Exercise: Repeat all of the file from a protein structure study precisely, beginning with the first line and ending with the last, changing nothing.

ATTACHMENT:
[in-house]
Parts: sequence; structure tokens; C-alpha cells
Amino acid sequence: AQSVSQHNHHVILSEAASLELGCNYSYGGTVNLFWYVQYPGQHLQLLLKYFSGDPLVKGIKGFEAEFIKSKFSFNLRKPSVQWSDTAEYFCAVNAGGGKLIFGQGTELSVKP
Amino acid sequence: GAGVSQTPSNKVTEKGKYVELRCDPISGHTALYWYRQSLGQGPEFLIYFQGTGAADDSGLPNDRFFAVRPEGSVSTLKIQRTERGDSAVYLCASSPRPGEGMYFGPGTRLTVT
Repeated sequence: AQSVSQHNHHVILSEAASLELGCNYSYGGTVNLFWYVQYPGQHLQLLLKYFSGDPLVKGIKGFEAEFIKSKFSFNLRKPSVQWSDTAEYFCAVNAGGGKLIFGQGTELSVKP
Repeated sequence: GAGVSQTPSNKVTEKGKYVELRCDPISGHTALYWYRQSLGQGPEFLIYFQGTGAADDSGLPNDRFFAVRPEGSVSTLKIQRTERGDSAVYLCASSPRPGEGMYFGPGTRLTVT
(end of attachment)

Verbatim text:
[in-house]
Parts: sequence; structure tokens; C-alpha cells
Amino acid sequence: AQSVSQHNHHVILSEAASLELGCNYSYGGTVNLFWYVQYPGQHLQLLLKYFSGDPLVKGIKGFEAEFIKSKFSFNLRKPSVQWSDTAEYFCAVNAGGGKLIFGQGTELSVKP
Amino acid sequence: GAGVSQTPSNKVTEKGKYVELRCDPISGHTALYWYRQSLGQGPEFLIYFQGTGAADDSGLPNDRFFAVRPEGSVSTLKIQRTERGDSAVYLCASSPRPGEGMYFGPGTRLTVT
Repeated sequence: AQSVSQHNHHVILSEAASLELGCNYSYGGTVNLFWYVQYPGQHLQLLLKYFSGDPLVKGIKGFEAEFIKSKFSFNLRKPSVQWSDTAEYFCAVNAGGGKLIFGQGTELSVKP
Repeated sequence: GAGVSQTPSNKVTEKGKYVELRCDPISGHTALYWYRQSLGQGPEFLIYFQGTGAADDSGLPNDRFFAVRPEGSVSTLKIQRTERGDSAVYLCASSPRPGEGMYFGPGTRLTVT